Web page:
Jason Falkner On Orchestrating Gutars

JASON FALKNER IS REVERED IN THE pop-rock world as a guy with a seemingly endless supply of catchy hooks and cool tones.

JASON FALKNER IS REVERED IN THE pop-rock world as a guy with a seemingly endless supply of catchy hooks and cool tones. Here he reveals how he employs some of those guitar sounds.

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You seem to use different guitar tones in an almost orchestral sense, the way a conductor might use violins, cellos, or brass. Describe some tones and when you might call on them.

I do try to create most of my recorded textures with my various guitars, amps, effects, and mic techniques before I pursue other instruments. I love those damn guitars that much. My favorite guitar tone is straight into my Supro 88T 2x12 combo without any effects at all. It’s the most intense, dark, sludgy distorted tone. It kills me every time with my early ’70s Tele Custom, because the bridge pickup is fairly bright and it pairs up really well with a darker-sounding tube amp like the Supro. I also use a 1966 Fender Super Reverb quite a bit for more chime. It sounds amazing with a vibrato pedal. I’ll use that amp with my ’67 Hagstrom 12-string for a very aggressive ’60s 12-string tone. Those amps are really underrated in my opinion. The four 10" speakers have a really cool depth of tone and quad image, and they are freaking loud! I also love small, low-wattage amps. I have several, but one of my faves is a really rare ’60s Guyatone 1x12 that sounds very pissed off, like a Vox AC15 but nastier. I love having something like that driving the tune and then more esoteric sounds coming in and out of the arrangement.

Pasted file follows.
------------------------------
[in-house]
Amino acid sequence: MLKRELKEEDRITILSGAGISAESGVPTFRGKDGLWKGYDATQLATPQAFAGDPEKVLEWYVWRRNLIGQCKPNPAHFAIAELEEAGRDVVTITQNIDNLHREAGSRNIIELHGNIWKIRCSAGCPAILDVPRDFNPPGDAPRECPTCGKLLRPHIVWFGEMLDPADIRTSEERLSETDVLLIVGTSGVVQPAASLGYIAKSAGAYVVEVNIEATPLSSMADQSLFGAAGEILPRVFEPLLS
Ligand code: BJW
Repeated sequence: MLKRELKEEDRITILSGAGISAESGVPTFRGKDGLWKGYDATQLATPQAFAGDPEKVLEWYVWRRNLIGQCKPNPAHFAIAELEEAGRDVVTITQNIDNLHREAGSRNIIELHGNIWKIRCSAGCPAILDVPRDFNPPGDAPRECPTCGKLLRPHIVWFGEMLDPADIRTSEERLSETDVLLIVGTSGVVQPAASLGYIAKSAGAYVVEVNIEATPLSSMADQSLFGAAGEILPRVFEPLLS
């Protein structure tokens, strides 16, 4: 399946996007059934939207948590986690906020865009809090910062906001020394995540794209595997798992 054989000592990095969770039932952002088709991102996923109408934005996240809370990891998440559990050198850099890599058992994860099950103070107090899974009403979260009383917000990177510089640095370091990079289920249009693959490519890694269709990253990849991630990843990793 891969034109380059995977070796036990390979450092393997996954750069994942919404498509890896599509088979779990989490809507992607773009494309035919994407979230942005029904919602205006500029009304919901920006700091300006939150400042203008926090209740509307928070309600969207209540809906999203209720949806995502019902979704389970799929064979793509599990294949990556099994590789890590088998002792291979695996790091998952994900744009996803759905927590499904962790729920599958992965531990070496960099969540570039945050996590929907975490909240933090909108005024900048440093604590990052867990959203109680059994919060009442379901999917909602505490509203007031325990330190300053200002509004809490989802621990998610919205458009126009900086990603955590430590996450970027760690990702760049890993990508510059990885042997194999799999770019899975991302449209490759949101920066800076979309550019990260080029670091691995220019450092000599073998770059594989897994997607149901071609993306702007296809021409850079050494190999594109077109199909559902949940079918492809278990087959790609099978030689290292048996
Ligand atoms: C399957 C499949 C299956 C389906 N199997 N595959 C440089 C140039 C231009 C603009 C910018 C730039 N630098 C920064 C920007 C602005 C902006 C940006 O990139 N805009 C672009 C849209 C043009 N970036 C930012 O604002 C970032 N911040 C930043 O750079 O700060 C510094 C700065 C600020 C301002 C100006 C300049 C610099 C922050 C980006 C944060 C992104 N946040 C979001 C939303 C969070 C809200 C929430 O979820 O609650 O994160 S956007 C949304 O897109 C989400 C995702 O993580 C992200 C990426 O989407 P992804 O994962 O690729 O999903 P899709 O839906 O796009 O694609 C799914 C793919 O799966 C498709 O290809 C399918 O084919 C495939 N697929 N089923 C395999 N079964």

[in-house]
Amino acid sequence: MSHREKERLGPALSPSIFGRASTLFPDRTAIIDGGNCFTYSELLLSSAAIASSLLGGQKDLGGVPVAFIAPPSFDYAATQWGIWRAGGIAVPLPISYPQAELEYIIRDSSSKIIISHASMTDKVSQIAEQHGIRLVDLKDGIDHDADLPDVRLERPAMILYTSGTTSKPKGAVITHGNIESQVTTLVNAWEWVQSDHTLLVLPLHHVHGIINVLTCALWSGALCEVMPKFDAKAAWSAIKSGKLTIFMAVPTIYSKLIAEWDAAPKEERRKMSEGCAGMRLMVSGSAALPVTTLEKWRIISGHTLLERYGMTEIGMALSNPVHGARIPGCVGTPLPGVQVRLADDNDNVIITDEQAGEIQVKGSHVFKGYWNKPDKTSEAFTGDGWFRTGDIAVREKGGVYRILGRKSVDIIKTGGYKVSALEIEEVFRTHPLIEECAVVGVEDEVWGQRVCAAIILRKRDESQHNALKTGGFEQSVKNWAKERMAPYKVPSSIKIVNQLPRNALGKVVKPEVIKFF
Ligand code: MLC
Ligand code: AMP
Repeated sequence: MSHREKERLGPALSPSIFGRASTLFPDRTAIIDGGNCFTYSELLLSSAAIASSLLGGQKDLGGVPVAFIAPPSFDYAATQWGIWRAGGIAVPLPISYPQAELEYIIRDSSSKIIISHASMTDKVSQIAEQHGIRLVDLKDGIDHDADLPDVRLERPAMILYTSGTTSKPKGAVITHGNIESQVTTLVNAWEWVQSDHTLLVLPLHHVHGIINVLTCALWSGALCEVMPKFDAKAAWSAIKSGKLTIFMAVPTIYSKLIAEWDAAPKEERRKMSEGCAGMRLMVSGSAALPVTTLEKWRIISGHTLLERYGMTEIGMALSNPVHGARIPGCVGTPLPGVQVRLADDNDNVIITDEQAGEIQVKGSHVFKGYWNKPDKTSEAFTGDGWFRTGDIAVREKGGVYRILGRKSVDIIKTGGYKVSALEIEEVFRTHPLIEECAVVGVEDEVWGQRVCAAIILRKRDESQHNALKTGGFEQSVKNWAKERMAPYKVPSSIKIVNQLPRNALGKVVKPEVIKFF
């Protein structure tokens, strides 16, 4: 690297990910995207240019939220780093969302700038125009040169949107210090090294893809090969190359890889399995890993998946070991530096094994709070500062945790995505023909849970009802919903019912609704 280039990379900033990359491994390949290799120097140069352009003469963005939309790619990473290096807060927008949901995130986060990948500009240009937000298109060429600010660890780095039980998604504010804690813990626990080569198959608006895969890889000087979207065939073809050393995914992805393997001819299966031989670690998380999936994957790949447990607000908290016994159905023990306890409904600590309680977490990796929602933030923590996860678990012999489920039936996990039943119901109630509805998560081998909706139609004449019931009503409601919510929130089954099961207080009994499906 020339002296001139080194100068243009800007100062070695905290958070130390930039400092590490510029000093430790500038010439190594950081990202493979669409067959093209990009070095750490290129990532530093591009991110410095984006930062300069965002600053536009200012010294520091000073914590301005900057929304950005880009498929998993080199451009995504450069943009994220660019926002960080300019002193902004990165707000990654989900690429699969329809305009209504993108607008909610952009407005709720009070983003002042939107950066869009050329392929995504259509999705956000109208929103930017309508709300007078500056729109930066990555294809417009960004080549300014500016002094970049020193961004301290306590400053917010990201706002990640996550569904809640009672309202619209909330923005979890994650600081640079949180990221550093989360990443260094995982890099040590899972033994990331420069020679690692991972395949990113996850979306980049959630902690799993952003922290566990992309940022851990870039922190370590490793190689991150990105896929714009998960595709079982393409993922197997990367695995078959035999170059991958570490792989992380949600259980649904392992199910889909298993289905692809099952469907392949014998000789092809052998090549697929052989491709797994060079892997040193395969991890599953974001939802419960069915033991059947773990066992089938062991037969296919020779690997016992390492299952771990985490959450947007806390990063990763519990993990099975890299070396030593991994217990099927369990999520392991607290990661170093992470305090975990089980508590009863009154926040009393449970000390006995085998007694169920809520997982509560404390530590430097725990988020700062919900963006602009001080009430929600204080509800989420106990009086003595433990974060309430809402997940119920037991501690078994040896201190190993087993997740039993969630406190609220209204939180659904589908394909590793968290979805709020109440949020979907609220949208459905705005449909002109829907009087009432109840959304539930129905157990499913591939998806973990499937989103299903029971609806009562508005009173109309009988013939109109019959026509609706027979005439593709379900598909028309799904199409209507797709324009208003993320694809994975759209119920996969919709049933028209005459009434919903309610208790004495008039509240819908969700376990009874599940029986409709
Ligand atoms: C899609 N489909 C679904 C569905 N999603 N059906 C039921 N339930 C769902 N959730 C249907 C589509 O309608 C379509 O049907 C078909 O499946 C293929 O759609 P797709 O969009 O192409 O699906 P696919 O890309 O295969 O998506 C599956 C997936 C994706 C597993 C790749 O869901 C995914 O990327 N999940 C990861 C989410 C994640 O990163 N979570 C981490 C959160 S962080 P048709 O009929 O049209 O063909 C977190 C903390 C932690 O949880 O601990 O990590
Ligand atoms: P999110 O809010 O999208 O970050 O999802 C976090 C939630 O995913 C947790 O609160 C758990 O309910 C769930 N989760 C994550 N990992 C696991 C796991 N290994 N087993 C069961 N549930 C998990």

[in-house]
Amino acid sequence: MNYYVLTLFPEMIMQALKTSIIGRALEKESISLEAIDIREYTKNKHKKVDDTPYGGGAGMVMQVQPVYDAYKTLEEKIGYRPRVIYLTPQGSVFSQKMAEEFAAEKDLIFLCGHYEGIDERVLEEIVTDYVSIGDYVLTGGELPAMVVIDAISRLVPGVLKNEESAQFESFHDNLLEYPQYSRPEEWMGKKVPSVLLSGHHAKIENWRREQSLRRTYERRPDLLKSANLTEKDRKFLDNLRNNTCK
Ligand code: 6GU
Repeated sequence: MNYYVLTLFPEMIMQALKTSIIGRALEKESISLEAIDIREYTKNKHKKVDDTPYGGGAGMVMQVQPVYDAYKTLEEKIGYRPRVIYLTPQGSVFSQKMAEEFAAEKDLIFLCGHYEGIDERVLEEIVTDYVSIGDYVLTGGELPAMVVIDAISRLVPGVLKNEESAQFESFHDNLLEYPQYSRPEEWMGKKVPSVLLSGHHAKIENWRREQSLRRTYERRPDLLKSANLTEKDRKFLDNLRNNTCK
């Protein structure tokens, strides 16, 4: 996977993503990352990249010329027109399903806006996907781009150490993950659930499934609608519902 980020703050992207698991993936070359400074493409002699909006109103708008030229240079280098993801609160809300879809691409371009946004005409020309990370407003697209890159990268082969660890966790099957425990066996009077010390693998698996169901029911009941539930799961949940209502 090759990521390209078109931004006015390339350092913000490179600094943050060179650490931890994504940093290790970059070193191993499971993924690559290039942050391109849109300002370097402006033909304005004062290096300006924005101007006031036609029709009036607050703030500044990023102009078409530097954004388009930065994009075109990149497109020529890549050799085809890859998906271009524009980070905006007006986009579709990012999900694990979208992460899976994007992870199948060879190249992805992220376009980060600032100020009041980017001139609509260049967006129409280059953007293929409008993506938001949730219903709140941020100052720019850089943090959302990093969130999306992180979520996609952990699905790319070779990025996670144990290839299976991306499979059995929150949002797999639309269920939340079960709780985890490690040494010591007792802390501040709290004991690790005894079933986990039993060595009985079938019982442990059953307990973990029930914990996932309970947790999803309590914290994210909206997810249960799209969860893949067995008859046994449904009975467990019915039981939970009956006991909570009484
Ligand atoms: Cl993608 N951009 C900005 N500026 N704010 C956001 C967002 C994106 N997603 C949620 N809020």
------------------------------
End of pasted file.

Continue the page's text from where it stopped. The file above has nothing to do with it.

How would you say your approach to guitar tones changed from Jellyfish to the Grays to your solo records?

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When we made the Jellyfish record, I was 21 years old and I didn’t know that much about layering guitars. Even though that was the sound that was always in my head, I didn’t have any experience with multitracking at that point. We also made a concerted effort to leave lots of space in the arrangements, so many of those guitar performances are one pass with no overdubs. I had two amps set up and an A/B box. I would perform the rhythm guitar and when the solo came up I would stomp on the A/B box. Then an AC30 that was about to explode would be kicked on, and I’d do the solo on the same track. It’s a pretty exciting way to record. After that experience, I wanted to make a record with all the little voices and noises I hear in my head. That was Ro Sham Bo by the Grays, which was a complete kitchen-sink record where every idea was recorded and usually used in the final mix. I think we got some incredible sounds on that album. Then, on my first solo record, I really started to get into a philosophy where every sonically amazing tone should have a counterpart lo-fi or crappy tone so that you can really appreciate both ends of the spectrum. I still work like that. If a recording only has the most beautiful tones on every instrument it leaves me a bit cold. Same with some of the über lo-fi things. I like a mix of both on my recordings.